Sometimes the people of this town just blow you away. Maybe that’s not the best phrase to use when talking hurricane, but even hurricane isn’t the right phrase to use when talking about Sandy, the beast of a storm that slammed into our Atlantic coastline just before Halloween.
Think of the 1998 Labor Day storm. If you weren’t here yet, or weren’t born yet, ask someone who was here. It was a fearsome display of nature’s power, taking Central New Yorkers accustomed to winter-weather havoc by surprise. Who knew autumn could hold such fury? Check out these statistics: 110-mile-an-hour winds. More than 30,000 trees down. No power for a week. Tragically and at the same time, miraculously, only three people were killed by the storm.
Think about that storm. Then add a tsunami on top of it. That’s what happened to the crowded beach communities on places like Staten Island and other communities along the East Coast—in New Jersey, Long Island, in the heart of New York City.
Sandy’s storm surge is not properly called a tsunami, because it was not caused by an undersea earthquake, yet its impact was much the same. In Staten Island, a 20-foot-high wall of water rolled over protective dunes built 15 feet high by the Army Corps of Engineers. The wave of water traveled a mile and half inland. Homes, cars, boats, utilities, pets and people were all dragged away in its path.
That was the tsunami that tore up the beaches I knew as a kid. Three people were killed on the street we used to bike down on the way to fish at Oakwood Beach. The little chapel where my brother was baptized sits twisted and bent, kitty corner on its own foundation. The VFW post where we went to Boy Scouts meetings was flooded to the ceiling. After the waves receded, it became the center for neighbors to drop off supplies and find needed help.
The needs are endless and varied. Thousands have lost their homes, and tens of thousands more lost all their possessions. When the ocean comes into your house, even for a few hours, very little of the items that once constituted your familiar life are salvageable.
Since the storm hit nearly a month ago, Staten Island and other communities by the water have been witness to a tsunami of kindness in response. Agencies both private and public have done their part, some better than others. Most impressive and heartwarming has been the response of ordinary people who have come by to donate their time, their talents, their efforts and ingenuity to help their neighbors in need.
I spent three days working with the people in one of the hardest-hit neighborhoods. Hour after hour, cars and trucks pulled up with bottles of water, packages of diapers, canned food, dog food, blankets and toilet paper, and offers of everything you can imagine. A Lebanese restaurant with a mobile truck pulled up and stayed for days, providing warm soup and dinners to hundreds of people 24 hours a day. More than 250 runners from around the country and around the world (45 came from Norway alone) set aside their New York City Marathon ambitions and arrived one morning with shovels and rakes, and labored for a full day hauling wrecked furniture, drywall, insulation and more out of damaged homes.
One man in particular stands out in my memory of those days. His name was Sunny. He pulled up in his black Hyundai with New Jersey plates, parked it on a street corner, and put up a sign “Charge Your Cell Phone Here.” Sunny rigged up a power strip capable of plugging in a dozen phones and ran it off his car’s cigarette lighter. Free. All night for at least three nights. In a neighborhood devoid of power and communication, this guy figured out one small but crucial way that he could be of help.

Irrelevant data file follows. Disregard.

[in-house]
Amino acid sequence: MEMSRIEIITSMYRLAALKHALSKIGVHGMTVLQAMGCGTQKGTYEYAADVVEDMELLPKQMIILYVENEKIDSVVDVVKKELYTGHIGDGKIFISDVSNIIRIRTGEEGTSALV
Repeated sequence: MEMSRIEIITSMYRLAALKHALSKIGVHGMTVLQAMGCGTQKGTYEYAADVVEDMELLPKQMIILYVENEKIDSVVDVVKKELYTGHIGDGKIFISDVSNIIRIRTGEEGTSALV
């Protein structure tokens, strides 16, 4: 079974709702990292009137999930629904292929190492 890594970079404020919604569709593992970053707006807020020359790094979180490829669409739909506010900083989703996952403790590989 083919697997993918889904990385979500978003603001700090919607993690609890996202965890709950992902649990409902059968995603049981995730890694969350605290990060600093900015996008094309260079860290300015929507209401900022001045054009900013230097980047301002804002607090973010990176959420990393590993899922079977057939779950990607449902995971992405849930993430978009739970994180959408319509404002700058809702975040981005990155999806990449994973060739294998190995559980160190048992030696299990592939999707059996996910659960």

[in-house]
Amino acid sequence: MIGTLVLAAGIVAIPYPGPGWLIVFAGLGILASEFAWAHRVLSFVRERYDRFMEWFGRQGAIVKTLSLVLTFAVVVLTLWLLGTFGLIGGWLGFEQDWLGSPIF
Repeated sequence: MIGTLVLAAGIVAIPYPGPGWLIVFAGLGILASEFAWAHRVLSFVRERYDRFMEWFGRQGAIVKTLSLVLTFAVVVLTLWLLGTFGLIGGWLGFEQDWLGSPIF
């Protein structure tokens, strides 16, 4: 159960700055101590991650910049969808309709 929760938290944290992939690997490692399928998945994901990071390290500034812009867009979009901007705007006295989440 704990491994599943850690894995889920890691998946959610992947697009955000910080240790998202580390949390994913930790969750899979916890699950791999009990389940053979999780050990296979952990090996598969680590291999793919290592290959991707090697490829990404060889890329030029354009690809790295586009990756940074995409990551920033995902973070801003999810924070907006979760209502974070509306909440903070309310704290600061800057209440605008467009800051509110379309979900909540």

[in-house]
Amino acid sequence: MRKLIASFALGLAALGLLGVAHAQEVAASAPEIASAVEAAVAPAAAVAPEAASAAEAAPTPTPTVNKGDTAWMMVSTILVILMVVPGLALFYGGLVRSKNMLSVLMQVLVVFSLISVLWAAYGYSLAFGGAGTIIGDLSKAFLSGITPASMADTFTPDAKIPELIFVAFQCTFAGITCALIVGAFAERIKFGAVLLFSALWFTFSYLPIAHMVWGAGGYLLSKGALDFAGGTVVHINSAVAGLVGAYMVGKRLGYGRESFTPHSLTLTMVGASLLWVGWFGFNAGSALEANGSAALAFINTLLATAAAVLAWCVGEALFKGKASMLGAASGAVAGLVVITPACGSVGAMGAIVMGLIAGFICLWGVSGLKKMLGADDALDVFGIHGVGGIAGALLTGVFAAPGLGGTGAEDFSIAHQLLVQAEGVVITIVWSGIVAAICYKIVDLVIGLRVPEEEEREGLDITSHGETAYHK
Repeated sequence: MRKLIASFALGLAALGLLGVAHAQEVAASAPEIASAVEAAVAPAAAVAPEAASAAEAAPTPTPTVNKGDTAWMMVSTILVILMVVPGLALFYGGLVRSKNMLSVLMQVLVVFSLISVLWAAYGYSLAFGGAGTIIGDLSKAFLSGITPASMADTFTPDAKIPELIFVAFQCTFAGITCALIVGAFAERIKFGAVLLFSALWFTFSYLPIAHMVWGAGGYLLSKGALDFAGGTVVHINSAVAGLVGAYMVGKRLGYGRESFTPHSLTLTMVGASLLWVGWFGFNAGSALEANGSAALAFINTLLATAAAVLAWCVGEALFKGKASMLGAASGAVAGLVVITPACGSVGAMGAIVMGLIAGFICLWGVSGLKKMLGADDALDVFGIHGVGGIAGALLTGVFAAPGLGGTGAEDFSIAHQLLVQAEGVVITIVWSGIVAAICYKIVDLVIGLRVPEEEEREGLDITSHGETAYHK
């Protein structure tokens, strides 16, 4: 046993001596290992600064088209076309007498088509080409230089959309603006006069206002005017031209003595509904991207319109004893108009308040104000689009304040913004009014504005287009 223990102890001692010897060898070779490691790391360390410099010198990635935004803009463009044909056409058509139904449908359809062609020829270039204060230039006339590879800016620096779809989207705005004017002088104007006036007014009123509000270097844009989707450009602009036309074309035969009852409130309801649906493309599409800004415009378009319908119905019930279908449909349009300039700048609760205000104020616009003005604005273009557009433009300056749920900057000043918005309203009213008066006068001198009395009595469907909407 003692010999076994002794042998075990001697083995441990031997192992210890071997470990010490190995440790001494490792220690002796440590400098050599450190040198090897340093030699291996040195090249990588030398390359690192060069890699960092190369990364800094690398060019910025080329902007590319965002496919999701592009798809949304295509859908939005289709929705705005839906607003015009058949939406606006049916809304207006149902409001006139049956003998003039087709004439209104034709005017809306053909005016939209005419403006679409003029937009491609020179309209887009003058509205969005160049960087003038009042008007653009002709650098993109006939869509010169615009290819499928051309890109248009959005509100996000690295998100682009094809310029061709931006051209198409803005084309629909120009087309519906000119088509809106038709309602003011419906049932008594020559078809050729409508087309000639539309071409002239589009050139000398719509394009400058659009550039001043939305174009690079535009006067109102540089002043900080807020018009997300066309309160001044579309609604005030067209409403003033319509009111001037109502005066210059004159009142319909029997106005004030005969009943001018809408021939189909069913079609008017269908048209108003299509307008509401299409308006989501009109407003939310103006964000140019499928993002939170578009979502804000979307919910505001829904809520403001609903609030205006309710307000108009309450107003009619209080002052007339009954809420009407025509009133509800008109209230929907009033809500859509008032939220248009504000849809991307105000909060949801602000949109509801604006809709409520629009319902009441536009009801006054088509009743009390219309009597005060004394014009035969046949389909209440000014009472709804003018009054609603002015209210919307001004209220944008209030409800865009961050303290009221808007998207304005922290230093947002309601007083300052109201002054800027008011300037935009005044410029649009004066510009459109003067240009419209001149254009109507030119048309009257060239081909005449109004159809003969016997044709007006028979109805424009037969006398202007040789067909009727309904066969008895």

Chilean poet Pablo Neruda, who won the Nobel Prize for literature in 1971, asks us to contemplate the beauty of the notion that “so many grains of sand can contain the sea.” When Sandy came ashore, all of those grains of sand on the beach were not enough to contain the sea. But if we join together, we can be part of helping the long-term effort to restore the lives of those who remain when the sea went back to its accustomed place. Each one of us can be that grain of sand.
Sunday, Dec. 2, has been declared “Syracuse Sandy Relief Day” by the Common Council. Dozens of local businesses and organizations have come together to sponsor a fun run/walk and other activities on that day. Downstate and upstate are sometimes portrayed as distant relatives who don’t get along, but when calamity strikes, we know that we are all New Yorkers. This Sunday, please see how you can join in to help. You’ll never know how grateful your neighbors will be.
To learn how you can help, visit Syracuse Sandy Relief on Facebook.
Registration for the Syracuse Sandy Relief run/walk starts at 2 p.m. at The Spa at 500, 500 W. Onondaga St. The race starts at 2:30 p.m. Participants will be asked for a donation of cash or gift cards in lieu of a registration fee. Suggested donations are $20 for adults, $5 for children and a family donation of $45.
The run/walk ends in Armory Square, where Benjamin’s on Franklin, 314 S. Franklin St., will host a family-friendly party from 3 to 6 p.m. that includes a buffet, a deejay, chair massages, raffles, face painting and a visit from Santa Claus. Guests who do not wish to run or walk may go directly there at 3 p.m.
Donations will also be accepted at Benjamin’s on Franklin, which will sell beer and soda for $1 while supplies last. Suggested donations for massages will be $1 per minute. T-shirts will also be for sale. For more information or to donate online, go to Syracuse Sandy Relief on Facebook or contact email@example.com.